Because this book is the first of its kind, the research has not been easy. When Professor Louro first began learning about the League she was looking to start her PhD and use this topic as her research focus, however there was practically nothing in any archives that talked about the League. “I came to the question, is there no evidence or is there evidence in unlikely places? And what I found was that there was evidence in most of the papers of people who became members.” The story came together in fragments that Louro had to piece together herself.
This research brought Louro to two projects she is currently working on now. The first is her trip to India funded by a Fulbright award. In India she will be exploring a legal trial in a remote colonial town called Meerut, “this legal trial in which 32 suspected communists in India… were put on trial for attempting to overthrow the sovereignty of the king in India,” making this an example of the Red Scare long before the Cold War took place. This story is unique because, “the fact that American trials have been the center of Red Scare histories like Sacco and Vanzetti. But actually, the more contested terrain for the red scare was in the colonies and it was launched by the British empire.” Louro explains that this trial became a key component of the League’s propaganda during the 1930s.
Professor Louro also recently wrote an article about a woman who was married to the secretary of the League Against Imperialism. Louro describes her as, “an American radical feminist turned communist and anti-colonial radical,” she was a huge part of launching the League’s movement, yet she was rarely mentioned in the League’s archives. Louro went further to say, “she worked behind the scenes both as an activist, as a writer, and as a wife and yet her labor as a women to this organization has been neglected so I want to think a little about the behind the scenes work, romance, and intimacies that came to be involved with those who led these movements and how those have been a neglected yet important aspect of the League’s history.”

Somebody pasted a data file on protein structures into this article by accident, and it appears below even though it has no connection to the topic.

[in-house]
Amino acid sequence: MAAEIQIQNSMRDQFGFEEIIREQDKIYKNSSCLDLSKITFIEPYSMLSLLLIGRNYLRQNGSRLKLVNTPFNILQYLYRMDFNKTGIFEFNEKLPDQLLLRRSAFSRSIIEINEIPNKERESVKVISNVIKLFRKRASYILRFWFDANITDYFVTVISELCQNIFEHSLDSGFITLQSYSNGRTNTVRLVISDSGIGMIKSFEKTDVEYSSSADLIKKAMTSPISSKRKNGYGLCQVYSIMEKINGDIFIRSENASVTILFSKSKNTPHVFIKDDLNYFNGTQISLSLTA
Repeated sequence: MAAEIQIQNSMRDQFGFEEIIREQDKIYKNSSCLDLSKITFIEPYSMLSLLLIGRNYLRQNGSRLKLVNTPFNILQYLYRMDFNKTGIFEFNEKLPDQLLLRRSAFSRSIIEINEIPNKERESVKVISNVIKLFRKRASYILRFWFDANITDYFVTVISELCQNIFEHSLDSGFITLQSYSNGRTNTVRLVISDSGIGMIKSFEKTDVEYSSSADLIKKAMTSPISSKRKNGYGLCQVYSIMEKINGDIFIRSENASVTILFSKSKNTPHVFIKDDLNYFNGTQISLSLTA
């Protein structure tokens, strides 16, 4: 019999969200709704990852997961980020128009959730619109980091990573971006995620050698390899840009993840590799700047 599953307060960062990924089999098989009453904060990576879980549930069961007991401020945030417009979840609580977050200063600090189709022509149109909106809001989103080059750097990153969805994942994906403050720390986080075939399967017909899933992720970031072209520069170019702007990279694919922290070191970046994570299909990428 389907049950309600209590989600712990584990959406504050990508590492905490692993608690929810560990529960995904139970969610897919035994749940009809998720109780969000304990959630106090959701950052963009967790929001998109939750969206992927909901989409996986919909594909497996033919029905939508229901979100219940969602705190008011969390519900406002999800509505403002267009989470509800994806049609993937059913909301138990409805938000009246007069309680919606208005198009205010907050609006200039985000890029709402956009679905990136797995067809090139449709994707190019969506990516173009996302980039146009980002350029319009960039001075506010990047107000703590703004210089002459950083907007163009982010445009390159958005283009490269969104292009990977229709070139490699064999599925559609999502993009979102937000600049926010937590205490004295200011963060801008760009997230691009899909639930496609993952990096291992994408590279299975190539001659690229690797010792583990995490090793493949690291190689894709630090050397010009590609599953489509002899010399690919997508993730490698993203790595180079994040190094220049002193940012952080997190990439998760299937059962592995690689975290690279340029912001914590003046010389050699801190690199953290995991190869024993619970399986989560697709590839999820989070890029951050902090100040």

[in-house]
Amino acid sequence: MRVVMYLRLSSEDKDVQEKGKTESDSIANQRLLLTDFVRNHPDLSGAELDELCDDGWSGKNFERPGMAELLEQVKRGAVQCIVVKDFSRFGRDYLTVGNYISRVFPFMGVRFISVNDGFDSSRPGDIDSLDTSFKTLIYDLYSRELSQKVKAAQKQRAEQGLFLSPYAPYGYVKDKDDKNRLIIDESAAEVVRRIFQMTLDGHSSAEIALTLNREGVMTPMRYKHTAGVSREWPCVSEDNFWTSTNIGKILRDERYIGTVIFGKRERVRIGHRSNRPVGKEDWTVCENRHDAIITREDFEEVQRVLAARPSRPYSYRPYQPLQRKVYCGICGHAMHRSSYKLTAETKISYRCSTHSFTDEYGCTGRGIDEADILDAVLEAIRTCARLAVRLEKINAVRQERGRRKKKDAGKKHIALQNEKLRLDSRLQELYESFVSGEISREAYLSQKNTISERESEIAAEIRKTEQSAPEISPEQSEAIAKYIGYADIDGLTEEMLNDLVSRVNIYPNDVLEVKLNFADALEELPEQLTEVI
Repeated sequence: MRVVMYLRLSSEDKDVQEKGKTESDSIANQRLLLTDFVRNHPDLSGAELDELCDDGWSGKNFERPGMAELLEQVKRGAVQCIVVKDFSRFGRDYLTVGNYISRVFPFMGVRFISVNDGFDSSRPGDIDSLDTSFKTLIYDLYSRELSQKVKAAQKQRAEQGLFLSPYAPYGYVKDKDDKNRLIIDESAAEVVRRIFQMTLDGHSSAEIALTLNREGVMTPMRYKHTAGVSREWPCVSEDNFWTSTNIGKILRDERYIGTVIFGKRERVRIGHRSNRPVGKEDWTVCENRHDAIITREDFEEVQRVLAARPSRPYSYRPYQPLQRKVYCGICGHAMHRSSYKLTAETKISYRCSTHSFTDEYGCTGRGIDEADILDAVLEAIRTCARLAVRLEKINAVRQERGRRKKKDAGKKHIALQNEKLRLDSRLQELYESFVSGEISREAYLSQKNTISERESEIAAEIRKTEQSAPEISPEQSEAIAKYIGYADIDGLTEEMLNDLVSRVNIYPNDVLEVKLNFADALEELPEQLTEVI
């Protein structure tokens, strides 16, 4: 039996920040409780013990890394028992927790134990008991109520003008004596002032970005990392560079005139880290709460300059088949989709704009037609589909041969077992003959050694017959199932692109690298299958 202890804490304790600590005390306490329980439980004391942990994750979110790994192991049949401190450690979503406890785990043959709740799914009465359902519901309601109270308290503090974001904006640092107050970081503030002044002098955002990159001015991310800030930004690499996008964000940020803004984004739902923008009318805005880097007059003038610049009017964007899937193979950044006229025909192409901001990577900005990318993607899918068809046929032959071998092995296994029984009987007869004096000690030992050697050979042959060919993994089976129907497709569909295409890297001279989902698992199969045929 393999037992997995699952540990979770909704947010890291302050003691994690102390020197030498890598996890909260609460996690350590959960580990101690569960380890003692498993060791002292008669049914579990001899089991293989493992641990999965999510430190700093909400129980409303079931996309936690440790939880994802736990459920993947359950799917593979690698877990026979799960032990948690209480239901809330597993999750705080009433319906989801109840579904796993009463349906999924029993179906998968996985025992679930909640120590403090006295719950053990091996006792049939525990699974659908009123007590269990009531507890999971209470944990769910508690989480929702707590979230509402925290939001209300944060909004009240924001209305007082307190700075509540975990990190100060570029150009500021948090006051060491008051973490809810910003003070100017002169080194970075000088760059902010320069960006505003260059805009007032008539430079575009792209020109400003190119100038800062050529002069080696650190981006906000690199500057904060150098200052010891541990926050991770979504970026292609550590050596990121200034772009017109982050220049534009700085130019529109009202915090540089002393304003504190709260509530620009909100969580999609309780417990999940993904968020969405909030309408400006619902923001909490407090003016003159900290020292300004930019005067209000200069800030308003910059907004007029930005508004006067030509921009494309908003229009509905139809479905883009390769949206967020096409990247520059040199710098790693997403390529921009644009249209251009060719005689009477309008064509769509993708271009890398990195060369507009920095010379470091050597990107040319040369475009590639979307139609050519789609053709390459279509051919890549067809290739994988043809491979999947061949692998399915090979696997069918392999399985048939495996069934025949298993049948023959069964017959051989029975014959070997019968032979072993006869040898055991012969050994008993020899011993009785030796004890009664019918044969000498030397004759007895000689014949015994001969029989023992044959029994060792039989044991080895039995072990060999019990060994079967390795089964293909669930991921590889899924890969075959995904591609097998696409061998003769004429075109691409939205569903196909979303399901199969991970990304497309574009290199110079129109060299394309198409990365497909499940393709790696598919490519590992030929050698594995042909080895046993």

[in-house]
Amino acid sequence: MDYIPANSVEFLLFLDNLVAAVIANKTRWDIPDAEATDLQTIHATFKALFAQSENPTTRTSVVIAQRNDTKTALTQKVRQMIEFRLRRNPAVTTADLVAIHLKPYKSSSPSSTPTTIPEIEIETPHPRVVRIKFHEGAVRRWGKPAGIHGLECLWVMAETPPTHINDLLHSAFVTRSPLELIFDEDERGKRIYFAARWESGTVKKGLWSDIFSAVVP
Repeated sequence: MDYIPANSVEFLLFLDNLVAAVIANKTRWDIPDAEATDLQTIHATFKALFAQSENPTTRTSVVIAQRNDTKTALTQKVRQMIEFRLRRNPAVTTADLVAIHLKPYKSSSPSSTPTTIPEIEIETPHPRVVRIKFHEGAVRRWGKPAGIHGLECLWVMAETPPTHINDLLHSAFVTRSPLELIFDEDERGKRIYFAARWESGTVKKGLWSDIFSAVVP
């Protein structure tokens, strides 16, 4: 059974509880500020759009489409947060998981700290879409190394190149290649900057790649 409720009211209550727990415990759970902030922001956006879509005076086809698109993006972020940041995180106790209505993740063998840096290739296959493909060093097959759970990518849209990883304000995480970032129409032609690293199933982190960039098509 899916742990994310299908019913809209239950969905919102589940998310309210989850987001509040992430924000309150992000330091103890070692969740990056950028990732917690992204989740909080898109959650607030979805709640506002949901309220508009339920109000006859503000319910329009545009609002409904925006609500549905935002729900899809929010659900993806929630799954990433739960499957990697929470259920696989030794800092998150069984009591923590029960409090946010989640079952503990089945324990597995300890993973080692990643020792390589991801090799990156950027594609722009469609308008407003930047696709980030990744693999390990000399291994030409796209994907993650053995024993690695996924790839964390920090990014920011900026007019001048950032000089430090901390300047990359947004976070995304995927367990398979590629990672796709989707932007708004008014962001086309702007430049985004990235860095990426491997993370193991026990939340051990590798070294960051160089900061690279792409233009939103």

Louro emphasized her appreciation of the support she received from the university, specifically Elizabeth Kenney and the CRCA. “The seed grant allowed me to go to Berlin and do some preliminary research on the conspiracy case. The League Against Imperialism book benefitted from a grant to help make it open access so Salem State actually put in for that which really fits my mission that if I'm writing a book about places like India people in India should be able to access it.” She expresses her gratitude to Salem State in making this research possible.
Congratulations to Professor Louro on producing the first book representing the League Against Imperialism! This work is so exciting and we cannot wait to learn more after your research trip to India!